They were fans simply trying to document the departure of their team after four decades in Seattle.
The result was "Sonicsgate: Requiem for a Team," a critically acclaimed, award-winning documentary released on the Internet in 2009. It became a cult success that brought Brown and Reid awards, attention and helped fans still coming to grips with the departure of the NBA.
Now three years later, a trimmed down, recut and updated version of Brown and Reid's original documentary will get a national stage on Friday night when it's broadcast on CNBC, which purchased the rights.
"We haven't slept in four months," Brown joked this week. "We recut the full movie down to scratch. Even if someone has watched it 10 times before, they will get something new out of this new cut."
The original online version released in 2009 was a two-hour examination of the SuperSonics from their inception in 1967 to their lone NBA title in 1978 and the moves that led to their departure for Oklahoma City in 2008.
Reid and Brown didn't worry about getting formal approval for all the television footage, audio and still pictures used in the original version, playing into their guerrilla approach to present their story with raw footage, basic graphics and narration to tell the tale.
The film has had nearly 300,000 views on YouTube. It was named "The Most Persuasive Grassroots Flick of 2009" by Sports Illustrated and received a Webby Award in 2010 for the best sports film. Memorabilia featuring the "Sonicsgate" logo is a must-have for Seattle hoop fans hopeful of seeing the NBA return someday.
But the original cut was simply a production of fan passion. So when CNBC called last December and began discussions about giving Sonicsgate a national audience, there were significant obstacles to overcome. Most notable was the need for Brown and Reid to get permission for all the footage used in the original version. Brown said they were paid "just enough" to cover rights costs, add some fancier graphics and get better music in the recut version.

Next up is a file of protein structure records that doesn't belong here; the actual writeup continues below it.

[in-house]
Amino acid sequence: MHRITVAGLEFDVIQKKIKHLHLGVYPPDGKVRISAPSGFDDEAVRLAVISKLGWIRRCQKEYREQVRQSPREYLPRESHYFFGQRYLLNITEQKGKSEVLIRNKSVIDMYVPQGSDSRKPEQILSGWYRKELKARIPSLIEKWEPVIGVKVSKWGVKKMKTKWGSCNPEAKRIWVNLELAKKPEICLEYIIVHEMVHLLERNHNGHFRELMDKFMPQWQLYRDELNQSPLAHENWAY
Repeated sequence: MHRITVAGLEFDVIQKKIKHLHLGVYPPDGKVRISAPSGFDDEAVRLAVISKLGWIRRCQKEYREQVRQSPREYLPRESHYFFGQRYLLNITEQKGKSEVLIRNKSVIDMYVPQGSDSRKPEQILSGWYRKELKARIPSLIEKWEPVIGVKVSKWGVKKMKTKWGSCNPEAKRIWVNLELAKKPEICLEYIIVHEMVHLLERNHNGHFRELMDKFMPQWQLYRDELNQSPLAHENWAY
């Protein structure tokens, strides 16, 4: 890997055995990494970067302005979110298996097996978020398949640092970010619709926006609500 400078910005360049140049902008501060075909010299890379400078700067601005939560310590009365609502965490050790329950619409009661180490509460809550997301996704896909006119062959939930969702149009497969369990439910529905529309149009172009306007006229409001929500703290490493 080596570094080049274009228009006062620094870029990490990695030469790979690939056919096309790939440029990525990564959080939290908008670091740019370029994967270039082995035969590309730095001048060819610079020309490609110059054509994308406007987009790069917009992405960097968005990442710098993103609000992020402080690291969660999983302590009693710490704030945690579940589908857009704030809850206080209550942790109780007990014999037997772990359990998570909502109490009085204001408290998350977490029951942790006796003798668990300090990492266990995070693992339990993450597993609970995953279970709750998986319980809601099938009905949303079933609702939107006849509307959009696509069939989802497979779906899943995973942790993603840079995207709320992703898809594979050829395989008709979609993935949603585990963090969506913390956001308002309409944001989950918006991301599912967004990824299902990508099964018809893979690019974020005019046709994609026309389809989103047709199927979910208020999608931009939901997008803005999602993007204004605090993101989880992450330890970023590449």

Also important to Reid and Brown was the ability to hold on to the original directors cut. So while the sleeker version that airs on CNBC will be available for purchase on DVD, the original will remain forever available on the web.
CNBC said in an email that the network was drawn by the "compelling investigative documentary about the corporate, financial and political intrigue behind one of the biggest battles in the business of basketball."
The story is told through the eyes of Sonics fans angry at the multitude of mistakes that led to the Sonics' departure after 41 seasons. But Brown and Reid tried not to be over the top in assessing blame - although there are a few subtle shots at Thunder owner Clay Bennett in the original version that were cut from the new version.
Much of the blame is aimed at Starbucks Chairman Howard Schultz, who owned the SuperSonics before selling to Bennett's group in 2006, believing that ownership outside of Seattle would help the push to get a renovated or new arena that worked within the NBA economic model.
The national release comes at a time when momentum is building in Seattle to address the biggest issue that led to the Sonics' departure: a new arena. San Francisco businessman and Seattle native Chris Hansen has proposed a $490 million venue, with nearly $300 million of that coming from private funding. The remainder would be bonded by the city and county and paid off through taxes and revenues generated by the new building.
The proposal is still being debated by city and county councils.
"This project has had so much serendipity behind it. CNBC approached us three months before Chris Hansen came forward. Now here we are with the premiere the day before the NBA playoffs start," Brown said. " ... Every time this story kind of dies down and we start working on one of our other films something happens and this gets shoved back into the forefront."